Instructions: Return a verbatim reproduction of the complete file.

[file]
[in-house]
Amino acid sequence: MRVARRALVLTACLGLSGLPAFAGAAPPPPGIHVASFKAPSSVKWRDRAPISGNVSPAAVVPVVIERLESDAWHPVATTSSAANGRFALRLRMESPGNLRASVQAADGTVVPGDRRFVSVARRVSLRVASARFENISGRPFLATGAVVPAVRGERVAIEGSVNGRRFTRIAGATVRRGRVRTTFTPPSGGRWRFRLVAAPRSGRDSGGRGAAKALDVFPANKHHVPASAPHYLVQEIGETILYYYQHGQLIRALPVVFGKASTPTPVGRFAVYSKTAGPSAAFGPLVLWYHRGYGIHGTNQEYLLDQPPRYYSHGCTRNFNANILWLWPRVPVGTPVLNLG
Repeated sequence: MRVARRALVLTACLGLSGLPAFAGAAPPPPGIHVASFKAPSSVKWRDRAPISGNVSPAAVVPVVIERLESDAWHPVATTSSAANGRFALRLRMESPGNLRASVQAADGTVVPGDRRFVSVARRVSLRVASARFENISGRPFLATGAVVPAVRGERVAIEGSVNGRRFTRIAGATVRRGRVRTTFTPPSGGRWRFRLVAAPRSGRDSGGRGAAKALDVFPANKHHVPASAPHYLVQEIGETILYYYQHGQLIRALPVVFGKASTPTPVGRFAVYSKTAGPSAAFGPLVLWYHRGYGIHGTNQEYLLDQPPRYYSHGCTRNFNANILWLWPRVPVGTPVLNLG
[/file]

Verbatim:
[in-house]
Amino acid sequence: MRVARRALVLTACLGLSGLPAFAGAAPPPPGIHVASFKAPSSVKWRDRAPISGNVSPAAVVPVVIERLESDAWHPVATTSSAANGRFALRLRMESPGNLRASVQAADGTVVPGDRRFVSVARRVSLRVASARFENISGRPFLATGAVVPAVRGERVAIEGSVNGRRFTRIAGATVRRGRVRTTFTPPSGGRWRFRLVAAPRSGRDSGGRGAAKALDVFPANKHHVPASAPHYLVQEIGETILYYYQHGQLIRALPVVFGKASTPTPVGRFAVYSKTAGPSAAFGPLVLWYHRGYGIHGTNQEYLLDQPPRYYSHGCTRNFNANILWLWPRVPVGTPVLNLG
Repeated sequence: MRVARRALVLTACLGLSGLPAFAGAAPPPPGIHVASFKAPSSVKWRDRAPISGNVSPAAVVPVVIERLESDAWHPVATTSSAANGRFALRLRMESPGNLRASVQAADGTVVPGDRRFVSVARRVSLRVASARFENISGRPFLATGAVVPAVRGERVAIEGSVNGRRFTRIAGATVRRGRVRTTFTPPSGGRWRFRLVAAPRSGRDSGGRGAAKALDVFPANKHHVPASAPHYLVQEIGETILYYYQHGQLIRALPVVFGKASTPTPVGRFAVYSKTAGPSAAFGPLVLWYHRGYGIHGTNQEYLLDQPPRYYSHGCTRNFNANILWLWPRVPVGTPVLNLG